Each line in the Master Blends series sports a different wrapper. I never smoked the first, but I fondly recall Master Blends 2 as a terrific smoke. There’s been an occasional rumor that Master Blends 4 is on the way. So far, however, rumor is all that’s come out.

And with the sale of Oliva a few years ago (in 2016, Oliva was acquired by the Belgium-based J. Cortès Cigars N.V., a family-owned business focused primarily on machine-made cigars) and former CEO José Oliva stepping down this year to devote more time to politics, it’s even less clear whether anything will happen.

Hopefully, at some point there will be a Master Blends 4 release. I’d like to smoke one. Until that time, though, we can enjoy the Master Blends 3.

For me, the Torpedo is equal to its siblings and also rates four stogies out of five.

[To read more cigar reviews, please click here.]

George E

photo credit: Stogie Guys

Quick Smoke: Rocky Patel Special Reserve Sun Grown Maduro Robusto

24 Feb 2019

A couple times each week we’ll post a Quick Smoke: not quite a full review, just our brief verdict on a single cigar of “buy,” “hold,” or “sell.”

With its dark, thick, sun-grown Connecticut Broadleaf wrapper, this cigar trumpets its maduro nature. The flavors went along as well, presenting mocha, coffee, and chocolate, especially in the second half. I didn’t experience the pepper referenced in other reviews, which was somewhat surprising given the Nicaraguan binder and filler. Strength was on the upper end of medium. The Robusto (5 x 50) is box-pressed and solid; so solid, in fact, that I was immediately concerned about the draw. That turned out to be unnecessary. The draw was fine, as was the overall experience.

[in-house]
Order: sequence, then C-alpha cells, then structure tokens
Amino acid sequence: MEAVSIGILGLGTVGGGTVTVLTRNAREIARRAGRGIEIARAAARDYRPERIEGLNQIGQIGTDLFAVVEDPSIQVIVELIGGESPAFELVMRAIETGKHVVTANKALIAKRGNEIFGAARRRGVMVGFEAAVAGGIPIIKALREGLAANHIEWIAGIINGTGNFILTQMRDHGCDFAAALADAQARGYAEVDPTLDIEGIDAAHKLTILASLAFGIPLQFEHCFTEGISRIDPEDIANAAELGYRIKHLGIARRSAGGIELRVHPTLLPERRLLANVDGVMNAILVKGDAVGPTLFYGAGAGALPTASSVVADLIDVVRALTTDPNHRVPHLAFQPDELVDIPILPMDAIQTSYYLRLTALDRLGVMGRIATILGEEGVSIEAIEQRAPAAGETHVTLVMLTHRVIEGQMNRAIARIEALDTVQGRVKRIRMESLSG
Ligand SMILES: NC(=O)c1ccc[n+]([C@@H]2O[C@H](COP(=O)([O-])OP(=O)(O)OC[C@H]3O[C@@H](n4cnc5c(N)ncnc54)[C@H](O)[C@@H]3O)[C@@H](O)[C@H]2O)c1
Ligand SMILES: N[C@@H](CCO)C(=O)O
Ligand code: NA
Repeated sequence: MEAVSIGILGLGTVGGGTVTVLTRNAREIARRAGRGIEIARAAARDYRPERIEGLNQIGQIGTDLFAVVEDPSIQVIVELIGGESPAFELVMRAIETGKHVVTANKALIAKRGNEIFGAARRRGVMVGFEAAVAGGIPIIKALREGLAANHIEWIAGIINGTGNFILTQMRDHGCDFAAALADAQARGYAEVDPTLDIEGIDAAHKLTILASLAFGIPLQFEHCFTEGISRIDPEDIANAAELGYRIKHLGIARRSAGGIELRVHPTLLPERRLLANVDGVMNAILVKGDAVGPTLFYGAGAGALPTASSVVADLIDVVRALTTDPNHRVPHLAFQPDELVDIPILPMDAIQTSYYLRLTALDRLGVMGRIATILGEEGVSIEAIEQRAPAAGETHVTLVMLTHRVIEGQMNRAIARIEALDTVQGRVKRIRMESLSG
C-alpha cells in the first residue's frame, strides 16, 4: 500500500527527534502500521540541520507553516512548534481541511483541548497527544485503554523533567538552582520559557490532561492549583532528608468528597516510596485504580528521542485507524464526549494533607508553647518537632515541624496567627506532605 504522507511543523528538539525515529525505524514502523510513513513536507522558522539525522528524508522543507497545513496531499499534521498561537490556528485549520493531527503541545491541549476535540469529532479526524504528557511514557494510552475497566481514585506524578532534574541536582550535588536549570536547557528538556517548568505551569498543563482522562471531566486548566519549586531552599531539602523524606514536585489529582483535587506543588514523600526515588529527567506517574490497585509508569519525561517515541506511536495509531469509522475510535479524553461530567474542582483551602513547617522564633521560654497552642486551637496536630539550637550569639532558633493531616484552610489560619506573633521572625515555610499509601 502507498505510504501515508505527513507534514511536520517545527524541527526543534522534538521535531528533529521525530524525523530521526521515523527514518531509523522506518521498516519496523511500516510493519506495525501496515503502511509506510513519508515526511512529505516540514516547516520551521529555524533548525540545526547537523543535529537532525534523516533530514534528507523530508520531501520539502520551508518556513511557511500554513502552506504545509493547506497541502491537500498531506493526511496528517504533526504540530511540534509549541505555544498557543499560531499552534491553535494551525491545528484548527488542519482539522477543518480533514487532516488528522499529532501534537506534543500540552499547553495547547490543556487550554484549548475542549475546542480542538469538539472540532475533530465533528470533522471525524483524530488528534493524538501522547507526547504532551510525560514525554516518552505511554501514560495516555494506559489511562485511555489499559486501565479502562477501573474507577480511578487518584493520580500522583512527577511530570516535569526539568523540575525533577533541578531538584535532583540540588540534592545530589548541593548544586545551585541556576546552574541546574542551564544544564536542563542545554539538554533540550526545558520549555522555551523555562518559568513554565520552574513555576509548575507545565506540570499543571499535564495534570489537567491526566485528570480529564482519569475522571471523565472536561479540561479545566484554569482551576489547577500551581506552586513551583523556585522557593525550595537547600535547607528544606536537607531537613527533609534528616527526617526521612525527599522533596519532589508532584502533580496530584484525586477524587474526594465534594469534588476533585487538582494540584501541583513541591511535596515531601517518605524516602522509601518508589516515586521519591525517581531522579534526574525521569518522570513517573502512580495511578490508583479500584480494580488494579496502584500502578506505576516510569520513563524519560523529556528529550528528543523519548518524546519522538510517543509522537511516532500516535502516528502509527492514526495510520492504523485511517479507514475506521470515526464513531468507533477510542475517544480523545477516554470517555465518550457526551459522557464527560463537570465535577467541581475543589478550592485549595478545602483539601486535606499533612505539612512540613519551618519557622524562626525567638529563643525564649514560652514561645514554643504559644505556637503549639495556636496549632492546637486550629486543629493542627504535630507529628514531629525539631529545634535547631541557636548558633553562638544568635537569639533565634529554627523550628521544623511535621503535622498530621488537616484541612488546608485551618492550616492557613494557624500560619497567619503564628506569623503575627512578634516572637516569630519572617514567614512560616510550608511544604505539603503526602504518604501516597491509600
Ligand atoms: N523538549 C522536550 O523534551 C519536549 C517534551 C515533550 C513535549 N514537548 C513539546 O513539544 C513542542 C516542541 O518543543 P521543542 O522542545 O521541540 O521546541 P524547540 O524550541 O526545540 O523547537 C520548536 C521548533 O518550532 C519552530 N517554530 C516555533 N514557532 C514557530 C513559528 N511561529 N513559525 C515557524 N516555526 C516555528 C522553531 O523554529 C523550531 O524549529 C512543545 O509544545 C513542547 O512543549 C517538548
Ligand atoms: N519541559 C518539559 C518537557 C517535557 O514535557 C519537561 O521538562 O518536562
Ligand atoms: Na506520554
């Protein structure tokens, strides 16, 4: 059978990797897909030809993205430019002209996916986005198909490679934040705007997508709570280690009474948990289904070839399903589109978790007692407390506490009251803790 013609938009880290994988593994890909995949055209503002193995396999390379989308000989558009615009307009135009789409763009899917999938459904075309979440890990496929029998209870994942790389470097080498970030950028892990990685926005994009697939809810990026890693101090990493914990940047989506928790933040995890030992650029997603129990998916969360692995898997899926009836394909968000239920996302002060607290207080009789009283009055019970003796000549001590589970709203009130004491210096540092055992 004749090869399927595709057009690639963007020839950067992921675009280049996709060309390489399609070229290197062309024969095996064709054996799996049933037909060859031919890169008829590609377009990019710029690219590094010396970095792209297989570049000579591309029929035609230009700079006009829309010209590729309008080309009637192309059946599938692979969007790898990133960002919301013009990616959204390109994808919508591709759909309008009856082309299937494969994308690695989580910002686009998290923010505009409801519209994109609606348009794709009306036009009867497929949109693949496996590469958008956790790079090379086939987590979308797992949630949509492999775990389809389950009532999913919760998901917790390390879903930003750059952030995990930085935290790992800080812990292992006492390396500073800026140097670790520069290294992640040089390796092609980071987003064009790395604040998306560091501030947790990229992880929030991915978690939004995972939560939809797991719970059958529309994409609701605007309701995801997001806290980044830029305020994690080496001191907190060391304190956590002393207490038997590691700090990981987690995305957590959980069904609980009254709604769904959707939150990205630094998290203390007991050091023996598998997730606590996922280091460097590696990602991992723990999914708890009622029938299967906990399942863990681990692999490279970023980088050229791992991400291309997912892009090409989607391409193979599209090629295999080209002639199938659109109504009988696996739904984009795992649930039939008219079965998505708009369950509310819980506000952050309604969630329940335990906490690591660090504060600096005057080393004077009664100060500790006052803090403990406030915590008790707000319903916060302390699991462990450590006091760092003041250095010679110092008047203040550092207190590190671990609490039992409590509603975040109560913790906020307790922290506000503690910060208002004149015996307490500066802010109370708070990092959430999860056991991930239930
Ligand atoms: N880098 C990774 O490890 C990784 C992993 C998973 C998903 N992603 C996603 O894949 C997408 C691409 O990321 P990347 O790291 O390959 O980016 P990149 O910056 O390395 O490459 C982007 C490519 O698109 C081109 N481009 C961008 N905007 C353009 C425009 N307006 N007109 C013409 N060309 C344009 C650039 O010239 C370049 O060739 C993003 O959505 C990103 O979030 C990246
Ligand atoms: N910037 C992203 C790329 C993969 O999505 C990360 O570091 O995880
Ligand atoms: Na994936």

Verdict = Buy.

George E

photo credit: Stogie Guys

Cigar Review: Arturo Fuente Rosado Sungrown Magnum R 54

19 Feb 2019

When Fuente introduced this line almost a decade ago it went with one trend and against another.

Cigars at that time were starting to get bigger, and Magnum R included four vitolas with ring gauges above 50, including a then-monstrous cigar (6 x 60).

Many cigar makers were also gravitating toward more powerful blends, seemingly competing to see who could get farthest up the Scoville scale. Not Fuente, at least not with Rosado Sungrown Magnum.

The blend of a thin sun-grown Ecuadorian wrapper and Dominican binder and filler was designed to be a flavorful smoke with medium strength. For my taste, they got it just right.

From the wrapper’s pre-light floral aroma to some light pepper in the final third, Rosado Sungrown Magnum is a most enjoyable smoke. The first note I registered was a sweetness at the start. Within a short time, leather and nuts began to intermingle with the sweetness.

As with many Fuente cigars, flavors in the Rosado Sungrown Magnum are nicely balanced.

Rosado Sungrown Magnum is not a highly complex cigar, and changes along the 6.25-inch frame were fairly subtle. Frankly, though, I wasn’t eager for the profile to morph too much because I found the overall experience so pleasant.

For this review, I smoked four Magnum R 54s. (The number denotes the ring gauge for all but the 44, which is named for the number of smokes per box; it has a 47 ring gauge.) Each burned slowly and evenly. Smoke production was excellent, with a light finish. The draw was near perfect.